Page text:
Before the series, I wrote a little bit about shooting percentages and how the Penguins have been much more efficient shooters than the Bruins all season. Naturally, through two games the Bruins are shooting at a 15.3-percent clip, while the Penguins have scored just one goal on 56 shots — a 1.8-percent success rate.
As you would imagine, it’s been a perfect storm that has led to this vast disparity. The Penguins have turned the puck over way too much, leading to a bunch of quality chances for the Bruins. The Bruins have generated more quality chances by finding soft spots in a Pittsburgh defense that has been, well, soft. Most importantly, the Bruins have buried those chances.
At the other end of the ice, the Bruins have forced the Penguins to work for their chances. Whereas the Penguins have given the puck away 20 times through two games, the Bruins have given it away just three times. That means fewer opportunities for odd-man rushes.
When the Penguins have gotten into the Bruins’ zone, the Bruins have done about as good a job keeping them to the outside as any team could realistically hope for against such a skilled team. On the few occasions when the Penguins have gotten close to the net, they’ve either missed their mark or run into a brick wall named Tuukka Rask.
The question now — with the Bruins up 2-0 and outscoring the Penguins 9-1 — is, can it really be this easy? Will the Penguins really go quietly? My gut says no.
The Penguins won the top seed in the Eastern Conference by nine points. They had the second-best record in the NHL this season. They scored three or more goals in 10 of their 11 playoff games coming into this series. Although they haven’t shown it in this series yet, they’re a very good team. They’ll be much better in the next two games than they’ve been in the last two.
Will they come back and win the series? I doubt it. I think the Bruins are too good to let that happen. I think they learned a lesson in the first round, when they took their foot off the gas and let the Maple Leafs come back from a 3-1 deficit to not only force a Game 7, but then go up by three in that Game 7.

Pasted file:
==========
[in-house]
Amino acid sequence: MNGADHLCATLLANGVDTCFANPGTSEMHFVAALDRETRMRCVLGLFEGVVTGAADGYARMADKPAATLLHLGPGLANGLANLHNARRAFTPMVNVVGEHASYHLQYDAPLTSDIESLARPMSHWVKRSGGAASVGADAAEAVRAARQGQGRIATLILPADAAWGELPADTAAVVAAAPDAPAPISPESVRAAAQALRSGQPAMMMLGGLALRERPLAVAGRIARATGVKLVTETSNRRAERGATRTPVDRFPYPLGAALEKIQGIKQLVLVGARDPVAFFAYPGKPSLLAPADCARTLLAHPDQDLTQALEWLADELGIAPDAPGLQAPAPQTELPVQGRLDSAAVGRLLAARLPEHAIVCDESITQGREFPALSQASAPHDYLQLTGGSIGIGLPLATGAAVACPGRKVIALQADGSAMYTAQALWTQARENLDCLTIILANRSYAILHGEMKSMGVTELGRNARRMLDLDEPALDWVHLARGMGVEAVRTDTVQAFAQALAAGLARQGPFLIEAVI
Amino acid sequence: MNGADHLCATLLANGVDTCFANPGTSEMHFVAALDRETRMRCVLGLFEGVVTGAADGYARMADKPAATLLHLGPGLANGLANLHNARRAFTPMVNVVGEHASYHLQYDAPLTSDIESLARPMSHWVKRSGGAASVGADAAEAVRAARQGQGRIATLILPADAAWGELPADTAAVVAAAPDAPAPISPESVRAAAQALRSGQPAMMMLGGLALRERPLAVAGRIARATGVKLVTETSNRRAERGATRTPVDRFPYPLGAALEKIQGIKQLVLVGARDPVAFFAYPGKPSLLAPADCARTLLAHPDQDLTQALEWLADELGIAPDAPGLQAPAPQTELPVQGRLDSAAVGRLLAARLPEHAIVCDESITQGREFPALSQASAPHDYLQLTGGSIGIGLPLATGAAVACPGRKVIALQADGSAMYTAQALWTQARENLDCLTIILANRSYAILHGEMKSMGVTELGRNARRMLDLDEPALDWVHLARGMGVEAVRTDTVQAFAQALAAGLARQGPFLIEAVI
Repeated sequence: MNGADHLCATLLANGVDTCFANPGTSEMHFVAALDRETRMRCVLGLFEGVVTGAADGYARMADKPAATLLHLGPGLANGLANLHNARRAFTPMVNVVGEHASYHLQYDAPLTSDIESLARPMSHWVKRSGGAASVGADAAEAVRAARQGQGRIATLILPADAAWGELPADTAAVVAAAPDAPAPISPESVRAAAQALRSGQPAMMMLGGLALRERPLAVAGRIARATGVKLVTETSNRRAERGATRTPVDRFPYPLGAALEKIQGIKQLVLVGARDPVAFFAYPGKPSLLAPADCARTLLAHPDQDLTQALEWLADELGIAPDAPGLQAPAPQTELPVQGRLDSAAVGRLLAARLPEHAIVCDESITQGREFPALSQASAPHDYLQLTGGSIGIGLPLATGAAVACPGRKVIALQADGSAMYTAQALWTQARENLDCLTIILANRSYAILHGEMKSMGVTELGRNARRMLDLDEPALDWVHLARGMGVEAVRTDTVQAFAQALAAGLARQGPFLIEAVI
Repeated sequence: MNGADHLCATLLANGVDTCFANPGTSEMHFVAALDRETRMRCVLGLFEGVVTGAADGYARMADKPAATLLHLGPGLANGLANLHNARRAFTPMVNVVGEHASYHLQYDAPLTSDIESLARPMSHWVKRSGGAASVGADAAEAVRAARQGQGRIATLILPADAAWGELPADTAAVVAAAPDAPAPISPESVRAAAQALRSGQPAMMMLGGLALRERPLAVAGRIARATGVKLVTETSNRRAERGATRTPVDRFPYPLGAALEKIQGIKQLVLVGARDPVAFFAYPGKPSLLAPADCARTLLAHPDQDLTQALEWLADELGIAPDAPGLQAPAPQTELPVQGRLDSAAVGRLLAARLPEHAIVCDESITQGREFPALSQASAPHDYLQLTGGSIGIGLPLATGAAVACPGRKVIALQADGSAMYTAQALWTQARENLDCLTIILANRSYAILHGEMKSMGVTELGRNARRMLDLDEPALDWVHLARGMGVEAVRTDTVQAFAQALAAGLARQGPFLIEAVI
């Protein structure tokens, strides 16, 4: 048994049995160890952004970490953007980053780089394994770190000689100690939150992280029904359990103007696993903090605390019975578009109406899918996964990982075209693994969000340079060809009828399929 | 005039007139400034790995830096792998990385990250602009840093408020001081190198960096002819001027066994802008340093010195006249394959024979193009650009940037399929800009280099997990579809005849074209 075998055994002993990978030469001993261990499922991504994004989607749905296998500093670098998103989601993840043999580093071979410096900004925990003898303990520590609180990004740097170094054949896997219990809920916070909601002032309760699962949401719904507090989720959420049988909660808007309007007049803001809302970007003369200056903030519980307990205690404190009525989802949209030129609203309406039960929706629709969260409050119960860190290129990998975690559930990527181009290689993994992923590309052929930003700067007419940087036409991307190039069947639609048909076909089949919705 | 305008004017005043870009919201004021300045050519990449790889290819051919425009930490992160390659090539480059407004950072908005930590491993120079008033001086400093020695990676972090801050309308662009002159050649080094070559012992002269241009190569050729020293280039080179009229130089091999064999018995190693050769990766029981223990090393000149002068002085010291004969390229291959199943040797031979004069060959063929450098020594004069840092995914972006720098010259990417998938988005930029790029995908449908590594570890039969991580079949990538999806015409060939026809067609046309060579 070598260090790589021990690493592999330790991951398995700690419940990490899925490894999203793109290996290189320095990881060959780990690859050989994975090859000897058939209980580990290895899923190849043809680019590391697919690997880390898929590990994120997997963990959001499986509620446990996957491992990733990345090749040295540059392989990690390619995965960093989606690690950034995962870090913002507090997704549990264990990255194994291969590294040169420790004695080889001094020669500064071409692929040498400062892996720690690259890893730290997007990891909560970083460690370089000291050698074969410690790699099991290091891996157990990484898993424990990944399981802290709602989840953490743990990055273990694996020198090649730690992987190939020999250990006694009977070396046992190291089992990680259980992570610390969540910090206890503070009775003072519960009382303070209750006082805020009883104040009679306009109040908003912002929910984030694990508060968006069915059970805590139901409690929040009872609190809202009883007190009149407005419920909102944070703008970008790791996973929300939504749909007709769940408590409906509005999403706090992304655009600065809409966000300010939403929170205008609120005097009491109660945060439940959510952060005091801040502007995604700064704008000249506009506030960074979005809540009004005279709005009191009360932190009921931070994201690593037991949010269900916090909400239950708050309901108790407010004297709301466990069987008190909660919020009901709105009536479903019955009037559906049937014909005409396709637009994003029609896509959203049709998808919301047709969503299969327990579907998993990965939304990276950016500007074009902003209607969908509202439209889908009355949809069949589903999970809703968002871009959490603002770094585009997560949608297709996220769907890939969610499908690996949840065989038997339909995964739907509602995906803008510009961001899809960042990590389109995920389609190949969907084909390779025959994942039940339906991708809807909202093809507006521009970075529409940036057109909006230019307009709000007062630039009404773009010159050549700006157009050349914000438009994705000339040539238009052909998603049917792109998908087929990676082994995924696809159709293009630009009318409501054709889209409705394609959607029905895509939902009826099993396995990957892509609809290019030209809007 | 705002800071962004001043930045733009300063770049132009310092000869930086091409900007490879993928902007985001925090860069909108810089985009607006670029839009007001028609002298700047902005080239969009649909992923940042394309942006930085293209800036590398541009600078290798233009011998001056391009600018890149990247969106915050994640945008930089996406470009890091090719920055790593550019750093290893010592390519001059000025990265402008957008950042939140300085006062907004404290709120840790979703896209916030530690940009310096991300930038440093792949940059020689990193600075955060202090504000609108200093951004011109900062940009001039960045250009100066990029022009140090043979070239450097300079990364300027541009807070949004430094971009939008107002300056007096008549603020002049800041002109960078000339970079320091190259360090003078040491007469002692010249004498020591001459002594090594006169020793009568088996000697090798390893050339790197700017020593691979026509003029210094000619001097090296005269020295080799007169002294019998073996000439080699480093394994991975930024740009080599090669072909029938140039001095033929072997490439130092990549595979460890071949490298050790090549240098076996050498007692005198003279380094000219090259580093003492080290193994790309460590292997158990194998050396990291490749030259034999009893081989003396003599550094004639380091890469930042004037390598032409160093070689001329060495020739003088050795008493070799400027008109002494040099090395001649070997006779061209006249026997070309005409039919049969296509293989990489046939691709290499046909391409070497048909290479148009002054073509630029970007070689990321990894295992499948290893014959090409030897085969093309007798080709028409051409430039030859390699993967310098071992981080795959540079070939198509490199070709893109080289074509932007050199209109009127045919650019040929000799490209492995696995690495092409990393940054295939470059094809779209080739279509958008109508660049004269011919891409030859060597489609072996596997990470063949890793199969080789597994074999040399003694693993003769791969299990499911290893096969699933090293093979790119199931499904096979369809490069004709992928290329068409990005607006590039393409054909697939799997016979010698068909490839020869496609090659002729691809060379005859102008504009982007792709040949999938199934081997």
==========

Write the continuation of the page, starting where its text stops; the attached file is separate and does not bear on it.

But are the Penguins going to continue to be this bad? I doubt that, too. Even if they wind up getting swept, I would at least expect these next two games in Boston to be competitive. Their top six forwards, who have a grand total of zero points this series, will score at some point. They’re too good not to. As great as Rask is, he won’t maintain a .982 save percentage for the whole series. At least I don’t think he will.
Even if the Penguins do start to score, though, they still won’t have much of a chance to win if they don’t improve defensively. Given that defense has never been the Penguins’ strength, it’s a lot harder to envision a turnaround there. The Bruins aren’t the best offensive team in the league, but they’re more than good enough to continue to force mistakes and take advantage of what the Penguins (literally) give them. Without a great goalie to bail the Penguins out, a lot of those mistakes will continue to end up in the back of the net.
The Penguins will probably start scoring more, and if all they had to was close a gap, that might be enough to still win the series. But they need to close a canyon. They’ve been outscored by four goals a game through two games. I don’t expect that to continue, but I don’t expect them to turn the tables enough to win four of the next five games either.
I don’t see any way the Bruins lose this series unless they just completely collapse. As long as they continue to play the way they’ve played so far, this series should be over in four or five games, six at the most.